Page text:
Thanks for joining me!
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Jean Harville (00:03): We are pushing processes on them at an earlier age that their brains are not ready to understand the process of reading or the process of math. To think through all these different steps they have to go through. They're not ready to do that. So what are we doing with our kids when we're giving them such complex things to learn in school when their brain is not ready or developed to do that?
Penny Williams (00:32): Welcome to the parenting ADHD podcast where I share insights and strategies on raising kids with ADHD straight from the trenches. I'm your host, penny Williams. I'm a parenting coach, author, ADHDaholic and mindset mama, honored to guide you on the journey of raising your atypical kid. Let's get started.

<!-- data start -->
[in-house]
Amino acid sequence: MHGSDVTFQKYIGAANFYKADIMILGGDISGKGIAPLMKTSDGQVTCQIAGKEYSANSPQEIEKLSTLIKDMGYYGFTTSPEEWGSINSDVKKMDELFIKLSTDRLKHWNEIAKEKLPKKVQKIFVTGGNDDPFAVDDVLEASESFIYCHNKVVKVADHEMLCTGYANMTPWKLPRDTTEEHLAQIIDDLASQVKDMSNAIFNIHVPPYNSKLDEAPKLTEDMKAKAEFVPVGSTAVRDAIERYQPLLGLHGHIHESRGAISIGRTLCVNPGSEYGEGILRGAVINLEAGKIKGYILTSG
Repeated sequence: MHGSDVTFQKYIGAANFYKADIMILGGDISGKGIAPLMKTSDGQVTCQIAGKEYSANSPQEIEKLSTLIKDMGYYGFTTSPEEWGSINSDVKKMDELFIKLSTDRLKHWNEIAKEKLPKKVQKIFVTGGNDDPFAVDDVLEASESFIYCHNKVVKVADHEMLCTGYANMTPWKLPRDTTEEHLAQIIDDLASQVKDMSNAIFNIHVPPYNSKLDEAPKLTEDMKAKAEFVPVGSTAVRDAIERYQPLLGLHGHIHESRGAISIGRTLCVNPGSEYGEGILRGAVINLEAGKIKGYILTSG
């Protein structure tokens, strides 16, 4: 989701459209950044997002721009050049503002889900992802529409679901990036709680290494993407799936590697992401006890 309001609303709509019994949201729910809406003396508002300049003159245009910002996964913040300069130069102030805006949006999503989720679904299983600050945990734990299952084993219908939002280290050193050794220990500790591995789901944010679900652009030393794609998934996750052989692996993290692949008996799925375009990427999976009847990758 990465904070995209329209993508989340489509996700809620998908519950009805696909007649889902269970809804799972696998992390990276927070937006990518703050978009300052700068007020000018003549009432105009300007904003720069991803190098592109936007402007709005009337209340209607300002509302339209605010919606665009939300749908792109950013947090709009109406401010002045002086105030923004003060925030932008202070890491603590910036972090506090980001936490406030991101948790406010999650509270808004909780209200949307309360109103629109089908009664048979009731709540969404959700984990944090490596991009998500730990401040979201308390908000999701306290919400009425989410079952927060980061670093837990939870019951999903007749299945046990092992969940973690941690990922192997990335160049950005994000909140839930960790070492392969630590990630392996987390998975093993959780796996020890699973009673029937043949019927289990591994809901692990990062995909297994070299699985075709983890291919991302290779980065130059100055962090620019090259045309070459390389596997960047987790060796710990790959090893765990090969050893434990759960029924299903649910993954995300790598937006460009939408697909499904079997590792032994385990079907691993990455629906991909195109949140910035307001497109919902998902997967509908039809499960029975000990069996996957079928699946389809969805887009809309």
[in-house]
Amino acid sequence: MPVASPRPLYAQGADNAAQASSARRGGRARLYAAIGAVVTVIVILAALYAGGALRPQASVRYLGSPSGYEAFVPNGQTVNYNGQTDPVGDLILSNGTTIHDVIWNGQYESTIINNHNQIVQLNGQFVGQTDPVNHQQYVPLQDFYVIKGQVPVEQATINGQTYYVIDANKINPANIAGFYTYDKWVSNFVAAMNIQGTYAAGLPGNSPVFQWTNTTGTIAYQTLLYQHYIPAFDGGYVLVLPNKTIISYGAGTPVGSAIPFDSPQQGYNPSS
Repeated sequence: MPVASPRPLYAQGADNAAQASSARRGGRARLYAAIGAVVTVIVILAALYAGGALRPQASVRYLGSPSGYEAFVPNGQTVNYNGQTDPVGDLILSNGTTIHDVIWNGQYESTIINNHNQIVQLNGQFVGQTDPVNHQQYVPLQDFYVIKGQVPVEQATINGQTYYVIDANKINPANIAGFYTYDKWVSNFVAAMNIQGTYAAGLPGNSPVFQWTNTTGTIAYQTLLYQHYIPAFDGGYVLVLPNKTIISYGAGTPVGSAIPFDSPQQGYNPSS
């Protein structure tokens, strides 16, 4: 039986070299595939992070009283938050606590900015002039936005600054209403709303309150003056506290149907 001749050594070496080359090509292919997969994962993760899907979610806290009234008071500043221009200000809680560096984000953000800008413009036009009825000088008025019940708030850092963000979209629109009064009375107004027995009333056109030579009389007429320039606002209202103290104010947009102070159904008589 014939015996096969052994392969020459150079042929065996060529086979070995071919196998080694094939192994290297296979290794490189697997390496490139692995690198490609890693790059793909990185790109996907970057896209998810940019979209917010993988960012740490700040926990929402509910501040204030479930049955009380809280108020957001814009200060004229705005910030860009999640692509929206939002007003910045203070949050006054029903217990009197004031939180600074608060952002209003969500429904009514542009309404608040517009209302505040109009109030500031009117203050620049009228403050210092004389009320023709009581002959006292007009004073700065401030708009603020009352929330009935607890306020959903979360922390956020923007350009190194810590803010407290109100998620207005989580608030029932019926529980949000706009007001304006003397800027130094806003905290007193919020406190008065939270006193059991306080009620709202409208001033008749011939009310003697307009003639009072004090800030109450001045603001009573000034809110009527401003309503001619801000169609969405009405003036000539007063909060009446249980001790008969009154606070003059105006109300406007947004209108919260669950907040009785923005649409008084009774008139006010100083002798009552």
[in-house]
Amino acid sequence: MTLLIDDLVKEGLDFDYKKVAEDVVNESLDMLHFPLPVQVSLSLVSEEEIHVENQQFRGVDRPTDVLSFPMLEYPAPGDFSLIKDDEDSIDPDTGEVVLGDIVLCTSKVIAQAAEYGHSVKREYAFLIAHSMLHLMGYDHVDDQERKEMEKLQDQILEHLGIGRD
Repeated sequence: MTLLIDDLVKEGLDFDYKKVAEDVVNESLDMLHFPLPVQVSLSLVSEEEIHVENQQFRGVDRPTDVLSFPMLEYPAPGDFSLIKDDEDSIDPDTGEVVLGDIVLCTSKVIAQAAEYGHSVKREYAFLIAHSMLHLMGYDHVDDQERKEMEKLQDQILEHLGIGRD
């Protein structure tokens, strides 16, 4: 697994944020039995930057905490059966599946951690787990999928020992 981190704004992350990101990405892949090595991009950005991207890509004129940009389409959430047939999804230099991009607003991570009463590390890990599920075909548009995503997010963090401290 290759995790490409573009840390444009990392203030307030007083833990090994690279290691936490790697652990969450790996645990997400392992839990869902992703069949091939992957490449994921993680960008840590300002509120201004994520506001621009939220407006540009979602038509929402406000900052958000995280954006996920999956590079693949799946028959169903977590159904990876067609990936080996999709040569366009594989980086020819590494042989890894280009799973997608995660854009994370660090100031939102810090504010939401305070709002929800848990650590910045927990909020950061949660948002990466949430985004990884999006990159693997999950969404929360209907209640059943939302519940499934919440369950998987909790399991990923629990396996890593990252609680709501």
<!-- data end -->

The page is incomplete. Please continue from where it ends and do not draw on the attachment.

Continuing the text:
Penny Williams (01:01): Welcome back to the parenting ADHD podcast. I'm really excited today to be talking to Jean Harville, who is a reading strategist. In this episode we're going to talk a little bit about unleashing your kid's genius and what sort of mindset and strategies go with that process and that way of supporting our kids. Thanks for being here, Jean. I really appreciate you sharing some of your time and wisdom with everyone. Can you start just by introducing yourself, let everyone know who you are and what you do?